Comrade Štrougal has been talking about a split, but what is our ability to act, to perform? What have we done since August along state lines? What have comrade secretaries been doing? Comrade Štrougal mentioned nine secretaries, claiming that someone wanted their heads. The fact is that we have not seen a single document from them in this body for half a year. When talking about the party’s ability to act, it depends on the party’s head, department leaders and secretaries. It will be necessary, in connection with the meeting of the Central Committee of the Communist Party of Czechoslovakia, to address many words to our own ranks. The party apparatus will have to do better, to get all commissions moving, so that the party’s leadership, Presidium and Executive Committee have good information for their deliberations and decision-making.

As to Comrade Erban: I sympathize with his attitude, as Comrade Erban´s position is based on our upholding of what we call the post-January policy. However, no one, in half a year, has cared enough to examine the action program of the party. It was born in different circumstances, in different times. The question is whether it would not be advisable to modify the action program to the circumstances we find ourselves in now and, based on the above, to identify the most fundamental problems we have to deal with – in other words, to formulate a clear and concise program indicating how to proceed with the policy of the party and the government, to carry on with the [implementation of the action program instead of allowing] deadlines elapse and leaving matters unsolved. If we took our plan of work, we could see how many matters were supposed to be resolved and how many of them remain outstanding. If the party and the state apparatus have enough topics for their work, if there is a clear and concrete program and we are able to implement it, then, in my opinion, we will carry on with the post-January policy.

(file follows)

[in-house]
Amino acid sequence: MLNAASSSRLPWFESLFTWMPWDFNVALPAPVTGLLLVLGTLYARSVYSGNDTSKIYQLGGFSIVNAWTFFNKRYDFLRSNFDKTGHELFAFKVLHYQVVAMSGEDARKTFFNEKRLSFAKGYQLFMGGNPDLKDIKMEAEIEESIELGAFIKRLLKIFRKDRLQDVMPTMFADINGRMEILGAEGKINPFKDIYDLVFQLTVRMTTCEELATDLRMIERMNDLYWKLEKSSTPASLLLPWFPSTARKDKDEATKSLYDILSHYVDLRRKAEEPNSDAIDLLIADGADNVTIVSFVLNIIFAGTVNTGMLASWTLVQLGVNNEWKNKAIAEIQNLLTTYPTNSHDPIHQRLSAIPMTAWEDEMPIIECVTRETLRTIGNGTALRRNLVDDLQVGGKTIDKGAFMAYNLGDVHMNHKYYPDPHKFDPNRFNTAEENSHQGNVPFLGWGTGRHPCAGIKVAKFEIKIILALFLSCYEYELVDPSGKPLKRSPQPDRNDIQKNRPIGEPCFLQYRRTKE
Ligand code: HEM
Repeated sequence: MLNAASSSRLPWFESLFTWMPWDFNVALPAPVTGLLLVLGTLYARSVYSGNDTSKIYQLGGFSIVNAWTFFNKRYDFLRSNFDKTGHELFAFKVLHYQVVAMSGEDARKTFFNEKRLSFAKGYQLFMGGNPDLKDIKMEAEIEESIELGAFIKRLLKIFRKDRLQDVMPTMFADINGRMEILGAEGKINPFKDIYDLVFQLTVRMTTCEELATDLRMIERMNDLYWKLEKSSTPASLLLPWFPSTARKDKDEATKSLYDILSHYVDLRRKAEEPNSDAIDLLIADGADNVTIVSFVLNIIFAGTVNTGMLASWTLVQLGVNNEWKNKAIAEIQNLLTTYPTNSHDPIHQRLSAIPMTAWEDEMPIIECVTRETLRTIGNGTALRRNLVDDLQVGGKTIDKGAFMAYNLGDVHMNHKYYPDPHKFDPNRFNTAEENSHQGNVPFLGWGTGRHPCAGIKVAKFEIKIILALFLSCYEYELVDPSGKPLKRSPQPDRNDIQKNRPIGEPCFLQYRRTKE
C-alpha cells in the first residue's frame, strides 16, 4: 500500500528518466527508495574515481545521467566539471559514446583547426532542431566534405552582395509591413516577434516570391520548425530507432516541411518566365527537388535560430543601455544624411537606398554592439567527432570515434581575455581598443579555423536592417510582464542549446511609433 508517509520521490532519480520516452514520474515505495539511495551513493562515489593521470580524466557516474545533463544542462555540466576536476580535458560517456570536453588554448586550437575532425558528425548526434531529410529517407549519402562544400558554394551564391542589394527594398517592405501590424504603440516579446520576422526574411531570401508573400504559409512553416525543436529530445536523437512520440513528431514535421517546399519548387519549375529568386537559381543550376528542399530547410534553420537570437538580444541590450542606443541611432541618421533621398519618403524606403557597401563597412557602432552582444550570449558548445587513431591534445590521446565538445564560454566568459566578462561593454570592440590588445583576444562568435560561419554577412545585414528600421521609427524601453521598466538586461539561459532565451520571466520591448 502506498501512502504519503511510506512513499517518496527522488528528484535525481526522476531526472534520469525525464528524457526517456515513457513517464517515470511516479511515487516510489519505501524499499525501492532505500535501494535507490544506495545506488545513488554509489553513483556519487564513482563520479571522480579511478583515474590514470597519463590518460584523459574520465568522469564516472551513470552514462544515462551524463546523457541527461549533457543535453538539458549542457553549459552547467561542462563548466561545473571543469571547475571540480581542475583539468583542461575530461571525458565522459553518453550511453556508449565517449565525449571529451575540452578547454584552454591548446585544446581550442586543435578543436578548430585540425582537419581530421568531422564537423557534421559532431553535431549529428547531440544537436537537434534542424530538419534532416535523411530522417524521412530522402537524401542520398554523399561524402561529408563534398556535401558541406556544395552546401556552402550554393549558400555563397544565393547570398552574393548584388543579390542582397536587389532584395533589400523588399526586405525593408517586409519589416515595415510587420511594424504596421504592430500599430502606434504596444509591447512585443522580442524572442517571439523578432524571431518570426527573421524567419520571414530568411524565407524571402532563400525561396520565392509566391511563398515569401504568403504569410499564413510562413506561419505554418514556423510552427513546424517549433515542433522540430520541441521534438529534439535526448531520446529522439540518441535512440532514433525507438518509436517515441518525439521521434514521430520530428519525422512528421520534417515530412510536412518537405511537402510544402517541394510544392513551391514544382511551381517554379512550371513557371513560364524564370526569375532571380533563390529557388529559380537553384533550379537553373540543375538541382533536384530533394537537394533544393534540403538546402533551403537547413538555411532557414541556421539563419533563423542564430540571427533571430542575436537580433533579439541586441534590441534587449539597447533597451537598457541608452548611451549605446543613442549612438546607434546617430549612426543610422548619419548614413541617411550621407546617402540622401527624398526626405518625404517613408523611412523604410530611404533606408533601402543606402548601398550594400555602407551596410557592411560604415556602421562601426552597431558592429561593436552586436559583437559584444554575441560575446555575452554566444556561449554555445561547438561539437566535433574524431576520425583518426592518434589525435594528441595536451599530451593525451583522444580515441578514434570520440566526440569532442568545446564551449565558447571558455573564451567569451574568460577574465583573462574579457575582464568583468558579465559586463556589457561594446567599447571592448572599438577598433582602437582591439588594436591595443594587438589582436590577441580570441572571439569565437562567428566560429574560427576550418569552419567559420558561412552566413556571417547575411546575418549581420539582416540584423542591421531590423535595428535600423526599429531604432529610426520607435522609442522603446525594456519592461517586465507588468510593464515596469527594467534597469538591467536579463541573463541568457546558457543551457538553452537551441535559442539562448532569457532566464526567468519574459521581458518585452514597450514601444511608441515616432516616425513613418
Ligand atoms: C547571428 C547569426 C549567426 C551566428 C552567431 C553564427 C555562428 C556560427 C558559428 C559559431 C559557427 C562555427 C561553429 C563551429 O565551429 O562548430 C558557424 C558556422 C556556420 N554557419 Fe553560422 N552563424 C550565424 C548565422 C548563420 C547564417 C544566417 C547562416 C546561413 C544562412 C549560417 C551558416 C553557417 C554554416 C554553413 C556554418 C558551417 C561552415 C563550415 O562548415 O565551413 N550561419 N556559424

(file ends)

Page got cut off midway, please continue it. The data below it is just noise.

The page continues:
Erban speaks about it. He can formulate a question and define the conditions under which the party cannot face a political conflict with people. Everything would be lost. There would be the government, the party, the Communist Party of Czechoslovakia, but the people would stand against us. I know that this would lead to bitter ends. Thus, the fundamental question is whether we will be able to carry on, albeit in a restricted form, with what we set up [in January].